Some time later they brought me for examination to the chief psychiatrist, Professor Daniel Luntz. He sat on a tall chair, as if on a throne. Around him were doctors. I saw Jewish faces. They were enjoying the show.
“So, you wanted to be the King Messiah?” the professor asked me. He spoke the words in Hebrew. Apparently, he had once studied in a yeshiva before the Bolshevik Revolution.
I understood that they wanted to accuse me of megalomania.
“No, I am a simple man and we have family in Israel, therefore I wanted to be with them.”
The answer did not satisfy him, and he continued to ask me all kinds of trick questions.
After they took me back to my cell I was very disturbed. What would they do with me, would they really begin to give me injections to make me go out of my mind? There were there some patients who had already undergone the “treatment.” It was terrible.
A few days Professor Luntz summoned me again. This time he was alone.
“Young man, you have a problem. Do you think that I can help you?
The question was unexpected. I hesitated about what to say. Apparently, he wanted me to ask him to pass a letter to my friends and thereby to trap me. But perhaps he really did want to help me? Perhaps he felt sorry for a young Jewish boy?
Suddenly there sprang into my head an evasive answer: “I don’t know, perhaps you can help me. I only ask one thing of you- don’t harm me.”
“Is that all you are asking for?” He was silent for a moment – “OK”, he pressed a button and a policeman arrived to take me back to my cell.
I was extremely stressed, and felt that at any moment I would go out of my mind.
Back to prison, what luck!
“Where are you taking me?” After a month of tension, a young KGB lieutenant had come and said that I was leaving the “hospital.” I knew that in Moscow itself they didn’t do the forced “treatment.” I reasoned that they were taking me to some secret facility to continue the torture.
But the young lieutenant said, “Professor Luntz, who is a major expert, decided that you are pretending to be a mental case in order to evade the trial, but that in truth you are well and able to stand trial. Therefore, we are returning you to the prison to continue the interrogations.”
What good fortune, what happiness! I would be on trial with my friends. I preferred to be given a death sentence than to remain in the asylum.
My luck didn’t end there. Instead of loading me on to the prison train, the lieutenant took me to a regular train and for a moment I could imagine that I was a free man. During the journey the young officer asked me whether I was perhaps hungry. “I have some apples here.” And he took out two fine apples the likes of which I hadn’t seen in the prison.
I must emphasize that before the plane hijacking attempt I had learned by heart some dates of the Jewish festivals. That date was the last one that I remembered — it was the eve of Yom Kippur! Those apples reminded me of the apple with honey we eat on Rosh Hashanah. Did the KGB officer know about the festivals of Israel? He took out a book. “Perhaps you want to read?” I looked. It was Leon Feuchtwanger’s “The Jewish War,” about the great revolt against Rome.
I almost felt that they had sent Elijah the Prophet to me.
We believe that on the eve of Rosh Hashanah two books open — for life and for death, and on Yom Kippur they are signed. I don’t know for which book was I inscribed on that Yom Kippur. Perhaps it was for a third book, a book of hope. At the trial, the People’s representatives demanded the death penalty for me and my comrades. But through international pressure, which the Russians hadn’t anticipated, they annulled all the death sentences and mitigated them. I got “only” 12 years imprisonment in a forced labor institution.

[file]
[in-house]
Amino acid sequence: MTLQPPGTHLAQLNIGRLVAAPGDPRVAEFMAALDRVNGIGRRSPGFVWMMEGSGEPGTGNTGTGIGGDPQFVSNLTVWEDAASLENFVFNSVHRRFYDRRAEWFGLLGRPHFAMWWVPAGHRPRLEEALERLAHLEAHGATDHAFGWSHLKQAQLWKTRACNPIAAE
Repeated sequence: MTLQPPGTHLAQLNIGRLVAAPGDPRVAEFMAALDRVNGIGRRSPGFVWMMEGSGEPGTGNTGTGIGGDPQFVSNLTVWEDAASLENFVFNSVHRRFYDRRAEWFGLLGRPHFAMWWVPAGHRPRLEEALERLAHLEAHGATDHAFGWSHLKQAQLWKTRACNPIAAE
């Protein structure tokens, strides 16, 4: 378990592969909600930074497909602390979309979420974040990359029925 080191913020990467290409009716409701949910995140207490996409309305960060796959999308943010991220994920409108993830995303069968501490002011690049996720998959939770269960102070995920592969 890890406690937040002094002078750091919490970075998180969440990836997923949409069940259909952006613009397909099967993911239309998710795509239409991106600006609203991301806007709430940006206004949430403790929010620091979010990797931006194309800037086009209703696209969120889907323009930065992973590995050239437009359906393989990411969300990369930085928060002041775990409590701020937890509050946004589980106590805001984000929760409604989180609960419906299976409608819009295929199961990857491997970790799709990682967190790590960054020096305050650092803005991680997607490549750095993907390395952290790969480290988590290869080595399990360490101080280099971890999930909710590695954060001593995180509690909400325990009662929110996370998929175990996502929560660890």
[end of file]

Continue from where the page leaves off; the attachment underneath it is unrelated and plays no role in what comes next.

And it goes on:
Sukkot in a forced labor camp
After Yom Kippur comes the festival of Sukkot. In the forced labor camp I tried very hard to observe the mitzvoth — Shabbat, prayer, festivals — even though for everything I was punished. I spent three years in the harsh conditions of the closed prison for observing the Shabbat.
There was only one mitzvah I was unable to keep: the Mitzvah of Sukkah. Who was going to permit me to build a sukkah in a KGB camp!
Some years later, I saw at the edge of the camp a pile of straw. I knew that if I could scrape the straw so that I would be able to see the stars from underneath, this would be considered as observing the mitzvah of sukkah. The problem was that this pile of straw was near to the camp’s electric fence. It was forbidden to approach it. One might be suspected of an escape attempt and be shot.
But the desire to observe the mitzvah overcame the fear. Towards evening, when they had not yet lit the projectors on the guard towers, under cover of the darkness, I ran toward the pile of straw, got inside it, scraped the straw looked at the stars and made the blessing “who has sanctified us by Thy commandments, and hast commanded us to dwell in the Sukkah.”
As soon as I finished the blessing, I rapidly retreated from the Sukkah. But my heart was filled with joy. I did it!
Thus, from that first miserable Rosh Hashanah of the start of the long trek, I had reached the Sukkot of confidence and faith. Shortly thereafter I was released and straight from the prison “expelled” to Israel.
It seems to me that this story exemplifies how, despite the sadness of the approaching winter, a Jew can rejoice and create his own world of struggle within himself and achieve victory. In the end it all depends on you!
Translated from Hebrew by David Herman
This is an excerpt from Rabbi Mendelevich’s book, “From the Ends of the Heavens,” (soon to be published) in which he relates how he maintained and developed his Judaism despite the horrific conditions in the KGB prison camps.